The terror group, which is backed by Pakistan's Inter-Services Intelligence Directorate and the military, and sheltered by the government, essentially runs a state within a state in Pakistan. The sprawling Muridke complex in Punjab houses "a Madrassa (seminary), a hospital, a market, a large residential area for 'scholars' and faculty members, a fish farm and agricultural tracts. The LeT also reportedly operates 16 Islamic institutions, 135 secondary schools, an ambulance service, mobile clinics, blood banks and several seminaries across Pakistan," the Southeast Asia Terrorism Portal reported.
Over a period of years and with the help of the Pakistani establishment, the Lashkar-e-Taiba has established an organization that rivals Lebanese Hezbollah. The group succeeded in providing aid to earthquake-ravaged regions in Kashmir in 2005 while the Pakistani government was slow to act. Lashkar-e-Taiba is active in fundraising across the Middle East and South Asia, and has recruited scores of Westerners to train in its camps. The most well-known Western recruit is David Coleman Headley, an American citizen who helped scout the deadly November 2008 Mumbai terror assault and also plotted attacks in Europe.
Like al Qaeda, the Lashkar-e-Taiba seeks to establish a Muslim caliphate in southern and central Asia. Lashkar-e-Taiba has "consistently advocated the use of force and vowed that it would plant the 'flag of Islam' in Washington, Tel Aviv and New Delhi," according to the Southeast Asia Terrorism Portal. Also, like al Qaeda, Lashkar-e-Taiba practices Wahhabism, the radical Islamist school of thought born in Saudi Arabia.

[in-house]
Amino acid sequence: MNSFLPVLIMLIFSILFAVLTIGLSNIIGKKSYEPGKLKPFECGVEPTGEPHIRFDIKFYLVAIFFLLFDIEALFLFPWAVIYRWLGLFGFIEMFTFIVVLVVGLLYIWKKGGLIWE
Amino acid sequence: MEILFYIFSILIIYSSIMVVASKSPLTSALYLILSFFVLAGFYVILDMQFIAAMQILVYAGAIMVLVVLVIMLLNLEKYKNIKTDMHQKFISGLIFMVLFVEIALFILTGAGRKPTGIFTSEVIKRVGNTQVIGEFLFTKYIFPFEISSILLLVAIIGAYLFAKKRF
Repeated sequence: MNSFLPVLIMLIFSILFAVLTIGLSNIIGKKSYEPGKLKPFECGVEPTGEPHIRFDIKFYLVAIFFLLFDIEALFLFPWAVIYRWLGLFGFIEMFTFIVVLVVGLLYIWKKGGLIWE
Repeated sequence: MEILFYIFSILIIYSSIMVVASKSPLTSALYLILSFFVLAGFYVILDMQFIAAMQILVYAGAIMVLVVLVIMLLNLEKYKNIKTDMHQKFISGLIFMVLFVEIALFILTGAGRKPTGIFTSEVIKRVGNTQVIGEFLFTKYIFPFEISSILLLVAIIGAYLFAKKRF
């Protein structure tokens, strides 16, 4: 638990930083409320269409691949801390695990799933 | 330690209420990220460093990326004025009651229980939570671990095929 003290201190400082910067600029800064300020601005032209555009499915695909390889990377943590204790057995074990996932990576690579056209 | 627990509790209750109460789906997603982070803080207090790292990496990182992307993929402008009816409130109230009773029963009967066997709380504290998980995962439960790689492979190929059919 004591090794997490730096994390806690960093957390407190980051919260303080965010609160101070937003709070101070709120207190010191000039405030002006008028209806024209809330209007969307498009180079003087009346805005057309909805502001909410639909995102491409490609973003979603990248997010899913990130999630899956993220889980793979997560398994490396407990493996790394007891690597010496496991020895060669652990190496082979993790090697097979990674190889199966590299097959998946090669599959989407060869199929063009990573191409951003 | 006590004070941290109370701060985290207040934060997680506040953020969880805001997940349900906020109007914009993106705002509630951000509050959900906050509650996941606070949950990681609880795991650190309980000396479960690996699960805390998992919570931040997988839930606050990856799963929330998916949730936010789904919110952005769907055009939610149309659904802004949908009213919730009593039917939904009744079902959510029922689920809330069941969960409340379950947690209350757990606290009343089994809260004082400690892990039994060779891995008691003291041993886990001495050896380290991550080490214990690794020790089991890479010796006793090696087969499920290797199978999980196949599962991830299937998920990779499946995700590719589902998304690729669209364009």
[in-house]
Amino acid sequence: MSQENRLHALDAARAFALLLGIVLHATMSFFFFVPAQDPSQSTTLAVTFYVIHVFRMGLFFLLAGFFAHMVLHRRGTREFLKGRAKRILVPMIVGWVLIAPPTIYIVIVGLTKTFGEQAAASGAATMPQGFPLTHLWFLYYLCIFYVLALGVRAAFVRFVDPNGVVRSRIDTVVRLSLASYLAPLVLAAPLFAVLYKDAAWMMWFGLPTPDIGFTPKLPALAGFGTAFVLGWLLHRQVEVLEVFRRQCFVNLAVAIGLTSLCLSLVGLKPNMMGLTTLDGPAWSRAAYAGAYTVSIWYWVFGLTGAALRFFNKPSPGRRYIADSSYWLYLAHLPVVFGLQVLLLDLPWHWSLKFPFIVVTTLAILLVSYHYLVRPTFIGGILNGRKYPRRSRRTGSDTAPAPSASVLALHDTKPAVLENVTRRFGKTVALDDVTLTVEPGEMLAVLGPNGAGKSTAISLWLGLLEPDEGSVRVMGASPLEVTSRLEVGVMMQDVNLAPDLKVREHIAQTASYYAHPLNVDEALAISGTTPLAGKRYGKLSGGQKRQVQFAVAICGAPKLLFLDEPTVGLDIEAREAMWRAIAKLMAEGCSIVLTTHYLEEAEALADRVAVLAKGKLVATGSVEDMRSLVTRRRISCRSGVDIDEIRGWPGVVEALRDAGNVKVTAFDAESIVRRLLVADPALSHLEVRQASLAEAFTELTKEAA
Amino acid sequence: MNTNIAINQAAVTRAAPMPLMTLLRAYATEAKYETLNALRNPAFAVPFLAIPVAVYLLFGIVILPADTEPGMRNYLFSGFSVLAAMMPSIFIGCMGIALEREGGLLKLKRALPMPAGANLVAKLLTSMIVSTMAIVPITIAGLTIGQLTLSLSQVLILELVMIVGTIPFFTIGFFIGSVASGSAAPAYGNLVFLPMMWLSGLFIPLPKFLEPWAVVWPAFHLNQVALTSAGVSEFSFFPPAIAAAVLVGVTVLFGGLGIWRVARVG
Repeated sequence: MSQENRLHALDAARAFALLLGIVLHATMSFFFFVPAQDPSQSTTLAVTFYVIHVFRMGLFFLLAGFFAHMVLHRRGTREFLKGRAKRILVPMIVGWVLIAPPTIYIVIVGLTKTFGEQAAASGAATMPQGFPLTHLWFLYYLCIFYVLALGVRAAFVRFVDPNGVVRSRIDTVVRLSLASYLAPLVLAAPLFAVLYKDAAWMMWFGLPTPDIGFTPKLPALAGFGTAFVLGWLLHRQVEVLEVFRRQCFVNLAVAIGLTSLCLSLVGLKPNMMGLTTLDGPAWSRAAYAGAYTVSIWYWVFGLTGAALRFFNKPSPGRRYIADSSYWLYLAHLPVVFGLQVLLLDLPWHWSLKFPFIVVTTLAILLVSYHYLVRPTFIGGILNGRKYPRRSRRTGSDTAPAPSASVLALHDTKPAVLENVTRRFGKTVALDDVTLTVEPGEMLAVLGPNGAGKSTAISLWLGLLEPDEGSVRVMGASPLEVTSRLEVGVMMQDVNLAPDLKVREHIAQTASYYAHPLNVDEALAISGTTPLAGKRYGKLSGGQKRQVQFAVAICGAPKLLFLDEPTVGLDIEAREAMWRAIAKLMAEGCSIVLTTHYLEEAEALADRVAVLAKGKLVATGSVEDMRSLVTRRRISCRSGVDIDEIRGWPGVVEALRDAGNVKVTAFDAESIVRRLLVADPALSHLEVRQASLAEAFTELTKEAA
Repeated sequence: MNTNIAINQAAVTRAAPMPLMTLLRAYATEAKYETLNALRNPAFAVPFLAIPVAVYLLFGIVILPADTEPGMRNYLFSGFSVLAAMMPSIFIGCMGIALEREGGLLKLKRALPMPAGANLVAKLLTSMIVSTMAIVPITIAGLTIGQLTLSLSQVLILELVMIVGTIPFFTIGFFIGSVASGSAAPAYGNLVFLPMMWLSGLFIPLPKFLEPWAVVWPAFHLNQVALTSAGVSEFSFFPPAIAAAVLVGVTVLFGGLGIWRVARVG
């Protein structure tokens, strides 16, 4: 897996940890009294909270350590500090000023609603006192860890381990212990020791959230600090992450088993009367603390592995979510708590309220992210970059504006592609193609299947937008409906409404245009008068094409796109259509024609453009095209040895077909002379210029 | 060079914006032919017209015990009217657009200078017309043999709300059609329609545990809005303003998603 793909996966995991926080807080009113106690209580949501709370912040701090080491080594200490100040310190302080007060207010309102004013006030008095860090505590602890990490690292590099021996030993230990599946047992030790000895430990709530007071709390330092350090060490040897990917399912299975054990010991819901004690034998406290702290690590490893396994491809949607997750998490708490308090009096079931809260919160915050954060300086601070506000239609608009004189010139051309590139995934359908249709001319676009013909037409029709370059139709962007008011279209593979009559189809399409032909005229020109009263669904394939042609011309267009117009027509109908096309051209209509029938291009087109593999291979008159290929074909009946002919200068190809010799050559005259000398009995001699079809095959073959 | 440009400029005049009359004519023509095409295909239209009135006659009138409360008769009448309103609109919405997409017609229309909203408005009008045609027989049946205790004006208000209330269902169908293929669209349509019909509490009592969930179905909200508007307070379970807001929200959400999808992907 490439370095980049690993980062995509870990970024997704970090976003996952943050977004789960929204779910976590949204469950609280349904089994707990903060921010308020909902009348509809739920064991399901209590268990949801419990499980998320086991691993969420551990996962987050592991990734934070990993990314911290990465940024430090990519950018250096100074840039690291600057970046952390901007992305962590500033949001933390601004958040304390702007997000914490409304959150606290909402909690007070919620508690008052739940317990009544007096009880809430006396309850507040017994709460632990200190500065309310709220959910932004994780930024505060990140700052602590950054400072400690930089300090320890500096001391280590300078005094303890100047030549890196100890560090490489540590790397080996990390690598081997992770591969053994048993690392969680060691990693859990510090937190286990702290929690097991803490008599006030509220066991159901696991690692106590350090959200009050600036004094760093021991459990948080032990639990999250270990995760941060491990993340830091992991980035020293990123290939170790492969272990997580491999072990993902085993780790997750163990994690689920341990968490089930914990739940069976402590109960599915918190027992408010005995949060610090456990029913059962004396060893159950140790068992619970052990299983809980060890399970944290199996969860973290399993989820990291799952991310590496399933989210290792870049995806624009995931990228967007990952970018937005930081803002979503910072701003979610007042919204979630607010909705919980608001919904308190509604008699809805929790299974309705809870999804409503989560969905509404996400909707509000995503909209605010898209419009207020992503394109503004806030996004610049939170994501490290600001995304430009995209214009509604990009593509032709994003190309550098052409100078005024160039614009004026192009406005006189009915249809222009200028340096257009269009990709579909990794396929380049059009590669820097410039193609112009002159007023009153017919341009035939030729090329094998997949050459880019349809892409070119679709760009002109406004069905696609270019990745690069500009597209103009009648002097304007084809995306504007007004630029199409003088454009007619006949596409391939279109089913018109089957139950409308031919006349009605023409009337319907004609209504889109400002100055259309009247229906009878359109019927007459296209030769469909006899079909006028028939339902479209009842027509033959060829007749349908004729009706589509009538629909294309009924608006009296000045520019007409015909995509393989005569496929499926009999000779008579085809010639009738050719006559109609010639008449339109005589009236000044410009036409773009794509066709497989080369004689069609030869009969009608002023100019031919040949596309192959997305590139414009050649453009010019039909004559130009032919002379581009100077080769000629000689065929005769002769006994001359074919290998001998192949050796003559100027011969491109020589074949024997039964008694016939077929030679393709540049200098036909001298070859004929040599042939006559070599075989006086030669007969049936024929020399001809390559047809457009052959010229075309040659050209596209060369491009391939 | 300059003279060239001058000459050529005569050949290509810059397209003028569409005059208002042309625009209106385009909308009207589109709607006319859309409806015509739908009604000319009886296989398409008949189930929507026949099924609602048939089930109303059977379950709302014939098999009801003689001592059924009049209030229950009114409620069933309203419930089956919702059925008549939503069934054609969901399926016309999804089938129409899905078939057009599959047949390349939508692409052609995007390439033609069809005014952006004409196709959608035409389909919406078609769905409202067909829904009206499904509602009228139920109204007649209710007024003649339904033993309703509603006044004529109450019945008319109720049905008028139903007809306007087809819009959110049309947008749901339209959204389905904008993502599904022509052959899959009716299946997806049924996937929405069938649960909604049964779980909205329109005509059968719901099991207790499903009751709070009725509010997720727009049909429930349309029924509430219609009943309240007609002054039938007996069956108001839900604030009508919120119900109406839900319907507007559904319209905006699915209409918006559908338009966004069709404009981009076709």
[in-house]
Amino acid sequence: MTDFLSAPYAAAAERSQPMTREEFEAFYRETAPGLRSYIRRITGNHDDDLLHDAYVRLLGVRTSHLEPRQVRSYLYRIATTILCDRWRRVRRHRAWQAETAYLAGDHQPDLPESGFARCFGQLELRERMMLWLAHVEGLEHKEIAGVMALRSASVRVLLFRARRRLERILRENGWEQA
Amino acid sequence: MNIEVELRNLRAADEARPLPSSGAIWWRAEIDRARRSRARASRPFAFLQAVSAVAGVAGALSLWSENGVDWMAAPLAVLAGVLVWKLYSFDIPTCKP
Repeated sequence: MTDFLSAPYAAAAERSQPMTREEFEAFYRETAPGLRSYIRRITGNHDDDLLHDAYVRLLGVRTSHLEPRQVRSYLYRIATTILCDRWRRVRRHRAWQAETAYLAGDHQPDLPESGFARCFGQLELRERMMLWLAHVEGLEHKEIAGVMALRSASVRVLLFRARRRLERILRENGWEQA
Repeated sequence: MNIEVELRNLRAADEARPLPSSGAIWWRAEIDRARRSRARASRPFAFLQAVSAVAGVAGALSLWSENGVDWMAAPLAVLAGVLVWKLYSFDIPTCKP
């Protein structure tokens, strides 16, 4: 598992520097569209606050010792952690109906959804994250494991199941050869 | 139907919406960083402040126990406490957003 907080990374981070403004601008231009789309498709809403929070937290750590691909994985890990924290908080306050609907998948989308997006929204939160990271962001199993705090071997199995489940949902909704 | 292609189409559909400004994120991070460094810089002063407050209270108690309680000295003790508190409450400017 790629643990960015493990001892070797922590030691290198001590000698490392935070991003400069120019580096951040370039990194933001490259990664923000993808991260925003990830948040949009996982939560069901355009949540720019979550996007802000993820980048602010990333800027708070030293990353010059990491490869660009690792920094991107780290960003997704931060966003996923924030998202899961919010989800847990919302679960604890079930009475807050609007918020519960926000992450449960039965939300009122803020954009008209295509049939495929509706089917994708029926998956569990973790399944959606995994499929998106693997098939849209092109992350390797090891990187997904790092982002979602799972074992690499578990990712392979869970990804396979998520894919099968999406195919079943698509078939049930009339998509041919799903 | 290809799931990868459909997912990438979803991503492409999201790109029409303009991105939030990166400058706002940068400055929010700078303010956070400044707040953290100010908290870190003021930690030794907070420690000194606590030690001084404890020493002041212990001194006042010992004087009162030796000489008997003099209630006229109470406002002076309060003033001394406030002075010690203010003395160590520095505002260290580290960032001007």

Lashkar-e-Taiba has an extensive network in southern and southeast Asia. After the Mumbai terror assault in November 2008 that killed 165 people, a senior US military intelligence official described the group as "al Qaeda junior," as it has vast resources and is able to carry out complex attacks throughout its area of operations. "If by some stroke of luck al Qaeda collapsed, LeT (Lashkar-e-Taiba) could step in and essentially take its place," the official told The Long War Journal in November 2008.
The relationship between al Qaeda and Lashkar-e-Taiba is complex, the official noted. "While Lashkar-e-Taiba is definitely subordinate to al Qaeda in many ways, it runs its own network and has its own command structure. The groups often train in each others' camps, and fight side by side in Afghanistan."
The US government designated Lashkar-e-Taiba as a Foreign Terrorist Organization in December 2001. The Pakistani government banned the group in January 2002, but this did little to shut down its operations. The group renamed itself the Jamaat-ud-Dawa and has conducted business as usual.
Hafiz Saeed, the emir of Lashkar-e-Taiba, and several other leaders have been added to the US's list of Specially Designated Global Terrorists. In May 2012, the US added Saeed to the Rewards for Justice program, and offered $10 million for information leading to his arrest and prosecution. Saeed continues to operate openly Pakistan, and is often feted by Pakistani politicians and the media.
[Source: By Bill Roggio, Threat Matrix, The Long War Journal, NJ, 08Jun14]